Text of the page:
by Adam Wodon/Managing Editor
It's been 15 years since Rensselaer last won an ECAC tournament championship — Dan Fridgen's first season as head coach. It's also the last time it made the NCAAs.
And it's been 25 years since RPI won a national championship.
In the mean time, it's been four years since fresh-faced Seth Appert left his post as assistant coach at Denver, where he helped the Pioneers win two national titles of their own, to take over the Engineers. He did so among questions about whether RPI, a scholarship hockey school but within a small Division III institution, was even capable of getting close to such lofty heights again.
Those questions have not been answered, but well into his fourth season, Appert has shown that RPI can at least put an entertaining and competitive product on the ice, and contend in the ECAC. Those are pretty good steps in and of themselves, because as of late last year, that was still a question.
RPI had shown little progress in the wins and losses department by the middle of last season, with seasons of 10 and 11 wins in Appert's first two years, followed by just seven wins headed into last year's postseason. Fridgen's teams were never that bad. They had regularly won 20 games, as maddening as some of those seasons had been, before tailing off dramatically in his last two years at the helm.
Then, it clicked.
Allen York, a freshman goalie from Wetaskiwin, Alberta, with only two wins in the regular season, played great in winning two straight at Dartmouth to take the first-round ECAC playoff series. York followed that up with a brilliant 32-save performance in a 1-0 win at dreaded Lynah Rink in Game 1 of the quarterfinal series. RPI went on to lose the next two games, but a turning point had been established.
This year, you could tell the difference early. A win at New Hampshire, a tie at Alaska — both NCAA-bound teams if the season ended today. Then, three straight league wins to open the season, followed by a win at Boston University, and then against Michigan at Joe Louis Arena in the Great Lakes Invitiational.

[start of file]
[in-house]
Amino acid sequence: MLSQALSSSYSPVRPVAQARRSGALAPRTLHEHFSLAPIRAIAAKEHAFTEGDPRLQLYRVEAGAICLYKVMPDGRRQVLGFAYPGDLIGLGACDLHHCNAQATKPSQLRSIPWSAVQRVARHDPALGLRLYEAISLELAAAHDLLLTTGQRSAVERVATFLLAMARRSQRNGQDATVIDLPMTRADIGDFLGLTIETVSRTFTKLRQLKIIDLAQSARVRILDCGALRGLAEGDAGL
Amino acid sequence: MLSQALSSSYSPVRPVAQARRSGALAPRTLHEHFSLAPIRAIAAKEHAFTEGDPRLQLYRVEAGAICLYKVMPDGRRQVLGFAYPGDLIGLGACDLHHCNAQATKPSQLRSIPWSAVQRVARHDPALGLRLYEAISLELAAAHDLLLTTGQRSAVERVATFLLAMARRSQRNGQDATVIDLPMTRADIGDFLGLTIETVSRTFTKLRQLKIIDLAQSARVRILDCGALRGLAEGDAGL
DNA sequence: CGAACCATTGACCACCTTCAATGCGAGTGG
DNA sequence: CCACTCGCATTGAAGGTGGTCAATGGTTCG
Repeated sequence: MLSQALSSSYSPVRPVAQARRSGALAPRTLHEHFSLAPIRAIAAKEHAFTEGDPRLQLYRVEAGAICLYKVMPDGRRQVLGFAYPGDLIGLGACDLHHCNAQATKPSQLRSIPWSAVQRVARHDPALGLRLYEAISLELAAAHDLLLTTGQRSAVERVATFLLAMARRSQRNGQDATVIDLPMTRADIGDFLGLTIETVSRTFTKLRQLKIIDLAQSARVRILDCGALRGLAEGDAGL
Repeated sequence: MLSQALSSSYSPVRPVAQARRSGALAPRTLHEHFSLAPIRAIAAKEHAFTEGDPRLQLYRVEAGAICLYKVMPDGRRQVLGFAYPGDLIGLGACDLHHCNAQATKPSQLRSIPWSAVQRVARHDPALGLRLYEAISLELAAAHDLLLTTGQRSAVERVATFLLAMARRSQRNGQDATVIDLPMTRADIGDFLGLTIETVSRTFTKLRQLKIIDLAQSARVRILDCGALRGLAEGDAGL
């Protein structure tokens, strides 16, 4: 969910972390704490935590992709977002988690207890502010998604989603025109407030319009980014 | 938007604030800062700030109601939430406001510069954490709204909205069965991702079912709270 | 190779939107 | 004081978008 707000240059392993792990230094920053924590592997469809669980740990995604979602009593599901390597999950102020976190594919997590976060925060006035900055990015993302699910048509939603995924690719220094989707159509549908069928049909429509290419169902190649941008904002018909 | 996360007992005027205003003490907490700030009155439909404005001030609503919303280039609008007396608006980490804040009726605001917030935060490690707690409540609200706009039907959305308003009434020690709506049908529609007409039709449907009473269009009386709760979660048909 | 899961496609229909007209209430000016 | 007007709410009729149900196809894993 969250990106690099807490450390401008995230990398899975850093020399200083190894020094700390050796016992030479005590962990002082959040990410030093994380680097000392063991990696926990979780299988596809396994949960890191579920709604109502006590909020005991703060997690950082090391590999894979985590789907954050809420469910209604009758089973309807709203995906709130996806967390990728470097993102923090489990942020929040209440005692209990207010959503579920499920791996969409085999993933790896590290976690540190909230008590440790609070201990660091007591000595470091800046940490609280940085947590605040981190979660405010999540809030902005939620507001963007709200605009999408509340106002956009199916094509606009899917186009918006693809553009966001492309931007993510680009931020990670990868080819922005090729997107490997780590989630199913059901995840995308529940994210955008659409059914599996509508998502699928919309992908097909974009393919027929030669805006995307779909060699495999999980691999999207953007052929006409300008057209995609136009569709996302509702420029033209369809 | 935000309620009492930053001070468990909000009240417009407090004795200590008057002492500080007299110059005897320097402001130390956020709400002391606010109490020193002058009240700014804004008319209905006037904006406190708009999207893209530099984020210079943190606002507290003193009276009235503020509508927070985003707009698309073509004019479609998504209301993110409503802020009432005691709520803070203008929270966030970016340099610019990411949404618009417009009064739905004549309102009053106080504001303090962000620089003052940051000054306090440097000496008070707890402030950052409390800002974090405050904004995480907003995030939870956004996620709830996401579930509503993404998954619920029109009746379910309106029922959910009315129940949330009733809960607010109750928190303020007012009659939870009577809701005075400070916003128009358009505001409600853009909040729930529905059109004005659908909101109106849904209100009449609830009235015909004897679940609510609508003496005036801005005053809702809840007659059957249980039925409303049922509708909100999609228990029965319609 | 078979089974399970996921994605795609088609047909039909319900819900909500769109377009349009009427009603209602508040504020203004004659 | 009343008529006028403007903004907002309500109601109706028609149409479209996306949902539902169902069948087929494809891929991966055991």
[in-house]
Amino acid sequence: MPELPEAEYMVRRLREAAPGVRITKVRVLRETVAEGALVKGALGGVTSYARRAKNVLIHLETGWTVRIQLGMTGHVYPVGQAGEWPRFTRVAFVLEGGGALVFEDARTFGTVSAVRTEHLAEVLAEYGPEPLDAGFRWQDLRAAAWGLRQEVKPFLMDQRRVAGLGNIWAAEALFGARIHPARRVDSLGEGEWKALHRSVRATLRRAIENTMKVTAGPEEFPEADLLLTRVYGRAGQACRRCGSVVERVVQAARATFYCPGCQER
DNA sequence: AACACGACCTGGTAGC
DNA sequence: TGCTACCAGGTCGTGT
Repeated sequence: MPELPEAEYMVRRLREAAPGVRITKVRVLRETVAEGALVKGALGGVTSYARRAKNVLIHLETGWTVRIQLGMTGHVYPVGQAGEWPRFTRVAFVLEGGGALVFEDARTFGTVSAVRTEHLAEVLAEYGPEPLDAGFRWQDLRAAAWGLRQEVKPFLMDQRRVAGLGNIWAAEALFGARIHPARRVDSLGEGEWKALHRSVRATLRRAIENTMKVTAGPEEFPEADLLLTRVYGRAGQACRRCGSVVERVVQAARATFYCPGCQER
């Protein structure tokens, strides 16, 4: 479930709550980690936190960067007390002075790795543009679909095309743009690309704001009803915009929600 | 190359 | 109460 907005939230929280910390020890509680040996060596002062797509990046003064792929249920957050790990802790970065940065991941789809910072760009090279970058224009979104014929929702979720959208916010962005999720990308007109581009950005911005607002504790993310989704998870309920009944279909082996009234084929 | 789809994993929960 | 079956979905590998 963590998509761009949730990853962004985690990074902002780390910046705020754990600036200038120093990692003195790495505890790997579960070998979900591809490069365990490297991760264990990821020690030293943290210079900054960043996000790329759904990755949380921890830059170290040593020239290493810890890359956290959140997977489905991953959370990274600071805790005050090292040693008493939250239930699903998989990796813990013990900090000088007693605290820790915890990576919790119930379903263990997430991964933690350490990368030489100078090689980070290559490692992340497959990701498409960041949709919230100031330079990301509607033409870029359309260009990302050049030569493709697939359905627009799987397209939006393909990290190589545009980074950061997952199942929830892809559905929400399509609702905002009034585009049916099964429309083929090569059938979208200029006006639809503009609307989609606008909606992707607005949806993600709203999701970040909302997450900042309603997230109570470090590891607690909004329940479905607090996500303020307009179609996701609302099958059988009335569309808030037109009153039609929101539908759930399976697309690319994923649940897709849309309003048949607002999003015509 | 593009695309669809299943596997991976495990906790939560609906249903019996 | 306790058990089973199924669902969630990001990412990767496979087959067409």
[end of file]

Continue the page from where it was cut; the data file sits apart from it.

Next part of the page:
The ECAC season has had its ups and downs for sure for RPI. The team still finished sixth, after all. But progress has been established.
"We had a good run in the second half," Appert said. "I think we dropped some games that we should've won, but this kind of consistency and effort over six periods, on the road against some pretty good teams, I think is an indication we're ready for some playoff hockey."
Of course, it's been a combination of things. Appert tore down the roster, and re-built it again with his players. That took time to re-establish. He found his goalie in York, and he found his role players. And then he found his studs.
One of them is junior Chase Polacek, an Edina, Minn., native who has flourished this season after scoring 11 goals last year. Polacek has 25 goals, 50 points, and has shown no signs of slowing down; he is among the national leaders in all categories and a legitimate Hobey finalist contender.
Polacek's surge coincided with the arrival of Jerry D'Amigo, the most exciting recruit RPI landed in years. D'Amigo, a native of nearby Binghamton, N.Y., was a U.S. National Team product. He scored in his first game against Massachusetts, and fit in immediately. His first year has been up-and-down goal-scoring wise, but he has 10 goals and 32 points, and is already a key member of the penalty kill unit.